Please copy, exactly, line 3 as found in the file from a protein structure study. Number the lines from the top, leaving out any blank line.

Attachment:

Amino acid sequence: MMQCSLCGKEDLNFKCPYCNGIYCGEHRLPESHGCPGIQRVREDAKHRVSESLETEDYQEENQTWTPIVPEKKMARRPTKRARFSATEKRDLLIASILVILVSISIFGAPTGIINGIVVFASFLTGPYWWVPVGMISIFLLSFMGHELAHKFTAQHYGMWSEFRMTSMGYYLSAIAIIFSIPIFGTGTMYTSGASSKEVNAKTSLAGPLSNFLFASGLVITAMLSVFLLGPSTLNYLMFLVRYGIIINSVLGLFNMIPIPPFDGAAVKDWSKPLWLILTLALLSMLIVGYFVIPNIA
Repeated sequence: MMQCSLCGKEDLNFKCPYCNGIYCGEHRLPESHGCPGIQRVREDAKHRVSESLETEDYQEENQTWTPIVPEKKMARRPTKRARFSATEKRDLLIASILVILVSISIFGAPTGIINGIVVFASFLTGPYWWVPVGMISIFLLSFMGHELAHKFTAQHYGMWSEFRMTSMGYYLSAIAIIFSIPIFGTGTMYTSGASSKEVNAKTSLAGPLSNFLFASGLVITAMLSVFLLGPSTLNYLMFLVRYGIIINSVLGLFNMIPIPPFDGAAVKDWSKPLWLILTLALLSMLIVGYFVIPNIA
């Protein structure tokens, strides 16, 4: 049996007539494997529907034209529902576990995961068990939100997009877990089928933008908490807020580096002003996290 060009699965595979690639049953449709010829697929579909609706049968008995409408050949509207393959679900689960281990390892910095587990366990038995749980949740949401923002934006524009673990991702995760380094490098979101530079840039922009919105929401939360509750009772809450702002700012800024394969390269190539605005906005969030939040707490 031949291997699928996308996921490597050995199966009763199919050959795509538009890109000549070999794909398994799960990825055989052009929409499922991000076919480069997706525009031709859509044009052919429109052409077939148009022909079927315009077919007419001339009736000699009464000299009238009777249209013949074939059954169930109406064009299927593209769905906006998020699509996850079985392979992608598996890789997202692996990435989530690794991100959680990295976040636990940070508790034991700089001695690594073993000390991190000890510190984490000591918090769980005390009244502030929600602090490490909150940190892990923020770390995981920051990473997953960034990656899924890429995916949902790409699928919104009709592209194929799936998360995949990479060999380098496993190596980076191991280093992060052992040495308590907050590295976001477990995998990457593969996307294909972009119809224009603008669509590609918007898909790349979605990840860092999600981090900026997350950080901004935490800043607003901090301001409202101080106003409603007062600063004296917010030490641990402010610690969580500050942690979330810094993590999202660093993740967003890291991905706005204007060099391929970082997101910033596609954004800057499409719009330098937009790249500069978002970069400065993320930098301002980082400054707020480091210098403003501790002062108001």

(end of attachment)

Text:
């Protein structure tokens, strides 16, 4: 049996007539494997529907034209529902576990995961068990939100997009877990089928933008908490807020580096002003996290 060009699965595979690639049953449709010829697929579909609706049968008995409408050949509207393959679900689960281990390892910095587990366990038995749980949740949401923002934006524009673990991702995760380094490098979101530079840039922009919105929401939360509750009772809450702002700012800024394969390269190539605005906005969030939040707490 031949291997699928996308996921490597050995199966009763199919050959795509538009890109000549070999794909398994799960990825055989052009929409499922991000076919480069997706525009031709859509044009052919429109052409077939148009022909079927315009077919007419001339009736000699009464000299009238009777249209013949074939059954169930109406064009299927593209769905906006998020699509996850079985392979992608598996890789997202692996990435989530690794991100959680990295976040636990940070508790034991700089001695690594073993000390991190000890510190984490000591918090769980005390009244502030929600602090490490909150940190892990923020770390995981920051990473997953960034990656899924890429995916949902790409699928919104009709592209194929799936998360995949990479060999380098496993190596980076191991280093992060052992040495308590907050590295976001477990995998990457593969996307294909972009119809224009603008669509590609918007898909790349979605990840860092999600981090900026997350950080901004935490800043607003901090301001409202101080106003409603007062600063004296917010030490641990402010610690969580500050942690979330810094993590999202660093993740967003890291991905706005204007060099391929970082997101910033596609954004800057499409719009330098937009790249500069978002970069400065993320930098301002980082400054707020480091210098403003501790002062108001």